Sunday, March 9, 2008

1002. Three Days To Never

"Three Days To Never"

Years ago, I attended a science fiction convention and actually got to meet Tim Powers, the author of a tidy little book I finished reading just a few weeks ago, called: "Three Days to Never". At the time of the convention, when I talked to Tim, I wanted to learn as much as I could about writing. The things that he described to me about the writing task made it seem very daunting, a really difficult profession and a really difficult art. You might have the talent for it, or you have the desire for it, but you might not necessarily have the zeal or the work ethic to pull it off.

Now, I am not saying that those words of wisdom from Tim, put me off from writing, nor am I saying that his approach to writing is the only correct approach. It is true that I have written one Novel, two novellas and a number of short stories on my own. For the most part though, most of what I have written has come from the imagination, using almost only my creative energy to describe people and places, and as people and editors have become more sophisticated, it has become more and more difficult to pull off what I was able to do with ease in junior high and high school. When I was that young, imagination was enough to allow me to describe something with such adequacy and such force of narrative that most adults (especially teachers) found my writings well above average. In fact, creative writing was my strongest subject at school even though I pursued a different career path.

I describe my own experiences in the creative writing arena, not only because this is my Journal, but in juxtaposition to Tim Powers' writing brilliance. Obviously, he is not the BEST author I have ever read, and OBVIOUSLY, "Three Days To Never" is not the best book I have ever read. Yet, it is a tour-de-force and an excellent example in modern American fantasy with a lot of science fiction sprinkled in.

Before I jump into the meat of my review, I have to add a couple more things about Tim Powers the writer. The first thing that impressed me when I met him and talked to him over drinks, was how much of an unassuming man he was. Nothing overwhelming about his personality, a bit of the "professor" look in him, but yet, very down to earth, a very grounded person. The other thing he described to me (I really should say the group that was sharing the opportunity to listen to him) was the way he prepared for his books. In most important scientific jobs, there is a high amount of research involved. I would dare say that Tim performs this amount of research AND MORE while preparing for each one of the books he writes. And it shows.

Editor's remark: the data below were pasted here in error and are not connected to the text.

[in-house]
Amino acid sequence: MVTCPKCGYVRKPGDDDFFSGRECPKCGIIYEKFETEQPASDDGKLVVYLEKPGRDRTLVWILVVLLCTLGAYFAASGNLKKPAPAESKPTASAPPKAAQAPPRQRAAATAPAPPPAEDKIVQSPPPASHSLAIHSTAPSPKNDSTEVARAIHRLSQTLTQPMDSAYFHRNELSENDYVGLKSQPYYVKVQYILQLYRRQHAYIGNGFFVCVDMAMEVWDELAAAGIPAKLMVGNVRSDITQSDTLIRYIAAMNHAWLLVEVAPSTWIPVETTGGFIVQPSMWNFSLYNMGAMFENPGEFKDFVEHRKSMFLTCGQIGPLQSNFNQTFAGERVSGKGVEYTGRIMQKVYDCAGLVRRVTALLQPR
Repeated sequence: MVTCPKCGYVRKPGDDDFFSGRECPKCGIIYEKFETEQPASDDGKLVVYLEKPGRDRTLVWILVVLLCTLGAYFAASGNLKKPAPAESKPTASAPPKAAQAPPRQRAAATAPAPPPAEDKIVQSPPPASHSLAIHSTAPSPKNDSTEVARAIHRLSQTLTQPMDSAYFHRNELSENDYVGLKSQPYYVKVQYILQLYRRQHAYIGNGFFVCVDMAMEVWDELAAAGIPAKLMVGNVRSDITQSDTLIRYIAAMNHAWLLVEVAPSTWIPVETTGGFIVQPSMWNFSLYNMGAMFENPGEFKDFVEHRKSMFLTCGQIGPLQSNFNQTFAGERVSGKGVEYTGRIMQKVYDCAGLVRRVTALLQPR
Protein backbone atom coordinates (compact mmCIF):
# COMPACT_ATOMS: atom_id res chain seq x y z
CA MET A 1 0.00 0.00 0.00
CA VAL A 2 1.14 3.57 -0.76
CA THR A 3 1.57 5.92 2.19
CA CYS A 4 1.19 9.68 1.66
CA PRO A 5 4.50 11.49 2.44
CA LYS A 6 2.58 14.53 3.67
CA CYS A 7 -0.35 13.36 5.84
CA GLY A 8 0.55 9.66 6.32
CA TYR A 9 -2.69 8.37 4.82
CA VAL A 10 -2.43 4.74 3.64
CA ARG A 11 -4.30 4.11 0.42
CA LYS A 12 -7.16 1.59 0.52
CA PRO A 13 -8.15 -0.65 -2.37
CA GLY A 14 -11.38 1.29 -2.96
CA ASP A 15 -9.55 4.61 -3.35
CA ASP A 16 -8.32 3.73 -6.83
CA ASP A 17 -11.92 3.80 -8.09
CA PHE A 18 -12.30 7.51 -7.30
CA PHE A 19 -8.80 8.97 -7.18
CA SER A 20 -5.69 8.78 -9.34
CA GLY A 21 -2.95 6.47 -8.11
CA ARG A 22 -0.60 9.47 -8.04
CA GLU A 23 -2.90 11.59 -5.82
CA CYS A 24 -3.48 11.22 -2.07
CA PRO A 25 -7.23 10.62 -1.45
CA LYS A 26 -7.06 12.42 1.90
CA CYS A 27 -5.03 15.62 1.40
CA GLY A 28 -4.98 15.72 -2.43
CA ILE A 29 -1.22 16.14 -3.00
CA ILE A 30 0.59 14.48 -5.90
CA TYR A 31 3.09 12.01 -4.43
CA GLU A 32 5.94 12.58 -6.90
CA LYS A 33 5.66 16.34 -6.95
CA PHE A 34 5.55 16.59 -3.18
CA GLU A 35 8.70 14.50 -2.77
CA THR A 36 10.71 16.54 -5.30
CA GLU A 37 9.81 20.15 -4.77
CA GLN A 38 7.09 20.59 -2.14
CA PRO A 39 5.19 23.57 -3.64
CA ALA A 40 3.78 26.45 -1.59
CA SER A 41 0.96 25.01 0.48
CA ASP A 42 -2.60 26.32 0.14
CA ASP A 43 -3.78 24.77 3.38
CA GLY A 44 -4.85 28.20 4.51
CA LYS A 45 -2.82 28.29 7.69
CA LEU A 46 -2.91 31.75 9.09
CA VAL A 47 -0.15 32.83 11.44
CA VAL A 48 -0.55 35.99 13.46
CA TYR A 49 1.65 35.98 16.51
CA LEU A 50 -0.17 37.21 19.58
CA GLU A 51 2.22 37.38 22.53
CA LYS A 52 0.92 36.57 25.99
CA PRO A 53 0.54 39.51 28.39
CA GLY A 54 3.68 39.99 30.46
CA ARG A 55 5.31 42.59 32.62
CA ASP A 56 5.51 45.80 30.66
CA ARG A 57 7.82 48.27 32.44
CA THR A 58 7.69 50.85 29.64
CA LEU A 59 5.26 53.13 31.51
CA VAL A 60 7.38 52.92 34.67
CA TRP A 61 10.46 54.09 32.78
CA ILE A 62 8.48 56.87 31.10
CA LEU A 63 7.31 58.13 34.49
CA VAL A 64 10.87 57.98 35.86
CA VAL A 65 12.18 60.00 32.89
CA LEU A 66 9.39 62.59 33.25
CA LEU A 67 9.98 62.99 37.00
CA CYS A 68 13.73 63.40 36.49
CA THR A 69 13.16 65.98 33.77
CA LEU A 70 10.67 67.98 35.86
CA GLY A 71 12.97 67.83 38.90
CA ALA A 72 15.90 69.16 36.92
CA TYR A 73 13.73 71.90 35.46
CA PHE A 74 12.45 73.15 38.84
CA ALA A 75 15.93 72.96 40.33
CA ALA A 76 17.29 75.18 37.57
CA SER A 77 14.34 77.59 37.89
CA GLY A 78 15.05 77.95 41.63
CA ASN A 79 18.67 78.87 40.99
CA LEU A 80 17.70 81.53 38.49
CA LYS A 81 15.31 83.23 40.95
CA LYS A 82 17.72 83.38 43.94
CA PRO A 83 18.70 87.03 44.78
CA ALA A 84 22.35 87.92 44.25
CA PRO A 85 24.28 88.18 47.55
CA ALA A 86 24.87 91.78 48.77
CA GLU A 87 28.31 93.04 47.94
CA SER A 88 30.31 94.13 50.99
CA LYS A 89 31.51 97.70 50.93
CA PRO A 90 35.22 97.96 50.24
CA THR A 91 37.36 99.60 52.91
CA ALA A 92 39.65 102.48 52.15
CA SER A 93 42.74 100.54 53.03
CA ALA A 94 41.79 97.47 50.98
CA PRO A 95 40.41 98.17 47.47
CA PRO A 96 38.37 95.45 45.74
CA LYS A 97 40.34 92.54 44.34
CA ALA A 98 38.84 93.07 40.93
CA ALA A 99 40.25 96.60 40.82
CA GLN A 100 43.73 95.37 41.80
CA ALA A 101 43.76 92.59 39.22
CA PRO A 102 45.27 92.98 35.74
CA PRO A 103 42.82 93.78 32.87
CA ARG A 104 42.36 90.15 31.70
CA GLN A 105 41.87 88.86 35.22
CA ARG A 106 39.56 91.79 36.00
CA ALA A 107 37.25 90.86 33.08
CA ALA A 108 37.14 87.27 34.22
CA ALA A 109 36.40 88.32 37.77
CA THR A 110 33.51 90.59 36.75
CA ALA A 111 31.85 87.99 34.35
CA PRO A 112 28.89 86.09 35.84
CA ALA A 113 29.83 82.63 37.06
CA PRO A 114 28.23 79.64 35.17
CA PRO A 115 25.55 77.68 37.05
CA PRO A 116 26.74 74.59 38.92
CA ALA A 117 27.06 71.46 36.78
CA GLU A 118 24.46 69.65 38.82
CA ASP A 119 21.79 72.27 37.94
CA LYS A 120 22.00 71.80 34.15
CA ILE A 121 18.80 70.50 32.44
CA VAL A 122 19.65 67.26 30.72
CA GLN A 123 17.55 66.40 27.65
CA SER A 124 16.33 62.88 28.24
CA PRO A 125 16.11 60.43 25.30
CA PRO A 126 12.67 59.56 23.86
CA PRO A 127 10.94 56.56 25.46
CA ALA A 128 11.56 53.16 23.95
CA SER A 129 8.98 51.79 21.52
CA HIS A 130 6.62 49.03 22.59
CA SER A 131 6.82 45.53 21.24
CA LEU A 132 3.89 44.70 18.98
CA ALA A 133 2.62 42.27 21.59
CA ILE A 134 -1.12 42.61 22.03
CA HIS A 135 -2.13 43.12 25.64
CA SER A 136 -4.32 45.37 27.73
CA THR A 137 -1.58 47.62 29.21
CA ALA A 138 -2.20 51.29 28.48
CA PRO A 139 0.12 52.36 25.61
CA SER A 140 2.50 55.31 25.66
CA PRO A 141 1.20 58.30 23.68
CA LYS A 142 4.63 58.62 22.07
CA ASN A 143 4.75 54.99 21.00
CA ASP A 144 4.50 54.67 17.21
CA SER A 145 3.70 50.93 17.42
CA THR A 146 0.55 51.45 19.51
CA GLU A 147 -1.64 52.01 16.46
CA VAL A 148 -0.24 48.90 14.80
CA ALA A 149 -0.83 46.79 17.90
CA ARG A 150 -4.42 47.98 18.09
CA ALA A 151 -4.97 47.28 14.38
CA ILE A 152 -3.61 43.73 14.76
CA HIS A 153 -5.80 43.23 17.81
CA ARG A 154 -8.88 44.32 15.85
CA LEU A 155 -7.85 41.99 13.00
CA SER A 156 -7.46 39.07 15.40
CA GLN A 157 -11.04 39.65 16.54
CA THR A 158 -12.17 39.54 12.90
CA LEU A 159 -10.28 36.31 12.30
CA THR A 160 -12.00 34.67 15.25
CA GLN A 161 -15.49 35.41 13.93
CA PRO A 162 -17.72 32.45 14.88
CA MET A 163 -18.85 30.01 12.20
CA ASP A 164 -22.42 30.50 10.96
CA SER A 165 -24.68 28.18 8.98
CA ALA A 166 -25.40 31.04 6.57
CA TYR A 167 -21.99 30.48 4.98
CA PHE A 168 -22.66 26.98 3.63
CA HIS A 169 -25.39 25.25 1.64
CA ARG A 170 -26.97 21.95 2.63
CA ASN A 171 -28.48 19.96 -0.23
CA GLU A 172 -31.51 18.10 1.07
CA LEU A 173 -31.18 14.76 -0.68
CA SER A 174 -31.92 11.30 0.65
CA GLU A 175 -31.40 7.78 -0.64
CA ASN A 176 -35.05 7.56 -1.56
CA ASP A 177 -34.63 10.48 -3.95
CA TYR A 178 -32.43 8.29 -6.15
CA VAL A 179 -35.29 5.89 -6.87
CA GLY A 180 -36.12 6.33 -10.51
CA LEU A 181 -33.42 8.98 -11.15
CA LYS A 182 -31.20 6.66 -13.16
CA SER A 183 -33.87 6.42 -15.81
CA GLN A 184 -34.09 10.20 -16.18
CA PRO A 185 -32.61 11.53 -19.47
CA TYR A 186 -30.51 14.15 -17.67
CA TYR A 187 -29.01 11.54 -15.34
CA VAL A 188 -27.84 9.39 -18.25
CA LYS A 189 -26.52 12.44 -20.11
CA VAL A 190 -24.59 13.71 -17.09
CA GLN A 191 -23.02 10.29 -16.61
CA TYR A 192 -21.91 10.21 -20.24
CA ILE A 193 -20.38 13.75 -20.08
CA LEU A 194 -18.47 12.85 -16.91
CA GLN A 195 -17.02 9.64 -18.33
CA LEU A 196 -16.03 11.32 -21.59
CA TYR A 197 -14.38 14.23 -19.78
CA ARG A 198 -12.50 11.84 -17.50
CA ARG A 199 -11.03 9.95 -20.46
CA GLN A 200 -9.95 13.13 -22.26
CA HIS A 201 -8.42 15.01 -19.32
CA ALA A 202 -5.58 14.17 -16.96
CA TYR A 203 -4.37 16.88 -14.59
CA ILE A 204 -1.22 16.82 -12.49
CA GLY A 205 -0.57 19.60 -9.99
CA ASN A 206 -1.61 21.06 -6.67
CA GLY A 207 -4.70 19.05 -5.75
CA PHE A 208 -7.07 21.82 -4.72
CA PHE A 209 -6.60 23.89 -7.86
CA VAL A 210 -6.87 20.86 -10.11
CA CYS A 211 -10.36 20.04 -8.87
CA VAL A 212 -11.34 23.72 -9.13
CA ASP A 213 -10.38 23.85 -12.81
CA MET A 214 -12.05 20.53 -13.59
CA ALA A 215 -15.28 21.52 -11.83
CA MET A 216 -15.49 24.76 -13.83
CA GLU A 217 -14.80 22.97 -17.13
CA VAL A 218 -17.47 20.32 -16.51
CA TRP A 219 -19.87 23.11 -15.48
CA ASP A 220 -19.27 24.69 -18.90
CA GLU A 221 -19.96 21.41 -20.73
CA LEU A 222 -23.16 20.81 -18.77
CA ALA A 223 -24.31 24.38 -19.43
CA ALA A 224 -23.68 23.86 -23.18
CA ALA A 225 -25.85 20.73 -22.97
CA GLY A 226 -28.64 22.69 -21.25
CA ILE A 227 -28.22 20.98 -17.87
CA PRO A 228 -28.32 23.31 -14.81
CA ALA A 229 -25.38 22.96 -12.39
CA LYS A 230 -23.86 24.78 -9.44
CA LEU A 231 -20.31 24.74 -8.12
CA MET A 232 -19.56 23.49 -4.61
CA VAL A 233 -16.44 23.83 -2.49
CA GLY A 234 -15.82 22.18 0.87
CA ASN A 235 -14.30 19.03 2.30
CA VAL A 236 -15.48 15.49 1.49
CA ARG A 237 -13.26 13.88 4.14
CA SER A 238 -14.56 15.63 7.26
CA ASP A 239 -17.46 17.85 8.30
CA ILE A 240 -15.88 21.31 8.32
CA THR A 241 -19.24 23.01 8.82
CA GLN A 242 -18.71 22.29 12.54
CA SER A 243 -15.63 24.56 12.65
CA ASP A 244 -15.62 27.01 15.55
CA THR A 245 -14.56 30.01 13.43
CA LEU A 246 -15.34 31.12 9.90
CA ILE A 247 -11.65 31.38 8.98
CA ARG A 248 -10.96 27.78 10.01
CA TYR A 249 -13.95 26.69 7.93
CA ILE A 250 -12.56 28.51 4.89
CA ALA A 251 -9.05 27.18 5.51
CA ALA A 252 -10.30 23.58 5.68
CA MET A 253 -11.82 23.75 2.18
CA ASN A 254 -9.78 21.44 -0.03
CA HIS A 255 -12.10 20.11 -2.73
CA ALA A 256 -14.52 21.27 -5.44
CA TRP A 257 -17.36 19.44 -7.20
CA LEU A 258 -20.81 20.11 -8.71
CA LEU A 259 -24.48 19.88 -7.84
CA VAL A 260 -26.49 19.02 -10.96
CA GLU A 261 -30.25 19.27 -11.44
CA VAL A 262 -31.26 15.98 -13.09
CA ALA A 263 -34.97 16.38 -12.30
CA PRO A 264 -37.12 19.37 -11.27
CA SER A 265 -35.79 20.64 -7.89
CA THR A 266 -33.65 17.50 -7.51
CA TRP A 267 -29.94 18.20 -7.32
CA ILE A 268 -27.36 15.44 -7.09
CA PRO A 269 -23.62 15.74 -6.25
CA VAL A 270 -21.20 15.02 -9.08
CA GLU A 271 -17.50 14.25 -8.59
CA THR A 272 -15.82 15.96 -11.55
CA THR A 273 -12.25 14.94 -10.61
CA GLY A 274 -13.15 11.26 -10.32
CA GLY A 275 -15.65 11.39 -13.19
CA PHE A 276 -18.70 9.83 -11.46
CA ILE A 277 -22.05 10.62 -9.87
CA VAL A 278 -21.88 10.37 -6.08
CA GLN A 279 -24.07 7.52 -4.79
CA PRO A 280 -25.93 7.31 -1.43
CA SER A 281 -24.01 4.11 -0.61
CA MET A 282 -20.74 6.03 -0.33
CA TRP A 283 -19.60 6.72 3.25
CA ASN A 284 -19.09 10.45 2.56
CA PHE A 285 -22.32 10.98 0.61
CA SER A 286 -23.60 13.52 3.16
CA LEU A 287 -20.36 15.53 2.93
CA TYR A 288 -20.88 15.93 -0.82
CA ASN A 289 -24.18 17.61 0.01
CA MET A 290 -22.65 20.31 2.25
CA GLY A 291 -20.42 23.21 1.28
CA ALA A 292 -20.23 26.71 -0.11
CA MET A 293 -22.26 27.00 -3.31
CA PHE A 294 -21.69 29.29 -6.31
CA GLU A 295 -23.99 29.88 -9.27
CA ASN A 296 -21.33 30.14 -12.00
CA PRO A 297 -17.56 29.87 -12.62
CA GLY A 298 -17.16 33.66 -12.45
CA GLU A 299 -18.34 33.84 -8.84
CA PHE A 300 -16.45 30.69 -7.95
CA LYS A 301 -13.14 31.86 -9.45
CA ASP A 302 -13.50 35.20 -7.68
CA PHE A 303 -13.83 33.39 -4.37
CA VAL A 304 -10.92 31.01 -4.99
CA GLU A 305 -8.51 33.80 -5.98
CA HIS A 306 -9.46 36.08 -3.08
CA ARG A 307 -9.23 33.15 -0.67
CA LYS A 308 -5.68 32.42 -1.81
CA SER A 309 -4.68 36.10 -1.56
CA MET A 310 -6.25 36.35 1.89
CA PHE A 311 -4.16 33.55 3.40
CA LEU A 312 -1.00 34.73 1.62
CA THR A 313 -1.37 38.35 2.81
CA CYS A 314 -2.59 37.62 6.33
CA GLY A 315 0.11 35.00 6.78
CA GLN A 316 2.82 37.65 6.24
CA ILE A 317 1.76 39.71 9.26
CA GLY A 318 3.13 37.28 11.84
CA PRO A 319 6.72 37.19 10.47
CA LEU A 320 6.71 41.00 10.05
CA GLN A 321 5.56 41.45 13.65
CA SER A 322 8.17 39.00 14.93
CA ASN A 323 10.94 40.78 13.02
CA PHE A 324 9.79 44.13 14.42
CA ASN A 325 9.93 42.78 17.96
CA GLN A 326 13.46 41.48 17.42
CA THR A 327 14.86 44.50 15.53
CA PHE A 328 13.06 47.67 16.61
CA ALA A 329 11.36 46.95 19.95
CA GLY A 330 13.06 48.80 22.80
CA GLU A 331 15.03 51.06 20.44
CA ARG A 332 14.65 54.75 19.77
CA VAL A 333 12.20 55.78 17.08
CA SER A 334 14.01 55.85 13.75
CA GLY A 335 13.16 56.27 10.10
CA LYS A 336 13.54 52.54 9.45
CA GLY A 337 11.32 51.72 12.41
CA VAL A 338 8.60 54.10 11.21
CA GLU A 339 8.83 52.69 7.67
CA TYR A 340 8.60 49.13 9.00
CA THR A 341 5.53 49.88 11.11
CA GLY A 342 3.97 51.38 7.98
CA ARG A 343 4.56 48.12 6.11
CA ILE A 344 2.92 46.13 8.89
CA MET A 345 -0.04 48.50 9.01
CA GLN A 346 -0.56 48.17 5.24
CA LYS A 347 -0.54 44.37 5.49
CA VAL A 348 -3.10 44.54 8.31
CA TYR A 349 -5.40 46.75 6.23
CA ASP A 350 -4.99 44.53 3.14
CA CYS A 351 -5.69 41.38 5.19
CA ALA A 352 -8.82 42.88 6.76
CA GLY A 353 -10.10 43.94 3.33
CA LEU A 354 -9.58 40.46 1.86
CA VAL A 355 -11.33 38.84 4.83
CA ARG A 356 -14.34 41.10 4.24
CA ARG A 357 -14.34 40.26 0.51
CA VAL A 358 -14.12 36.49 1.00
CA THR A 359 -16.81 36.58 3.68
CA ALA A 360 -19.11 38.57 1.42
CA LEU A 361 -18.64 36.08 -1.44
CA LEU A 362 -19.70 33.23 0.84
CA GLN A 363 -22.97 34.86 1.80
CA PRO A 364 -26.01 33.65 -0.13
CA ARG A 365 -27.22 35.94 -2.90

Events in "Three Days to Never" take place 20 years ago from present day, in the Los Angeles of 1987. This is where the high degree of preparation and research pays off for Tim Powers. I lived through 1987, but even if Los Angeles was my home in that year, I would doubt that I 'd remember specific topographic details or place names, or where a specific road dead ends. Yet, Tim Powers, the author, keeps meticulous notes and records and knows exactly what kind of structure existed on a particular hill behind the "Hollywood" sign in 1987. This is the type of detail that helps this novel rise above the average read and achieve a level of intimacy with the reader that most reading escapades can not match. It is not simple entertainment, but you get to live the lives of the characters.

The main characters are Daphne Marrity and her father Frank, a professor. They and Frank's sister are somehow related to Einstein--this will become clear later in the book. We all of course know that Einstein was the father of the "Theory of Relativity" and later revised "Special Relativity". Throughout his life, Einstein had to contend with a number of issues that arose from the publication of his theories not least of them being the almost simultaneous rise of a competing theory, that of "Quantum Mechanics". Einstein did not outright reject this theory, but yet he had many issues with it. In many ways, Tim Powers attempts to conquer the unheard of task of overcoming the difficulties that Einstein had with "Quantum Mechanics" and putting forth a theory of what he might have achieved if he had done so.

Is it far fetched for Einstein to have created a machine that could change the world? Not when you consider the intellect involved. Are the means that Tim Powers uses to describe the search for this machine and its control that far fetched? I don't believe so -- yet, I have to qualify my statement. I have always been open to psychic powers, out of body experiences, traveling in other planes of existence through a spiritual plane, etc. All these and many other elements can be found in this book. Tim is able to incorporate them, along with excellent descriptions of the people and their motivations and the places that surround them. All in all, this makes for a very interesting tale with many elements reminiscent of a thriller or spy novel, yet, still grounded in the fantastical world of science and fantasy. If you can call that grounded ;-) !!!

I would give this book three stars out of four, and recommend it to anyone without reservation. Now of course, I have to remedy an oversight. I have to go and read other Tim Powers books. I don't know why, but for some reason, even though I met the fellow, I never actually read anything of his until this book. There is a first time for everything, isn't there? And now there is time for more Tim Powers, I say....

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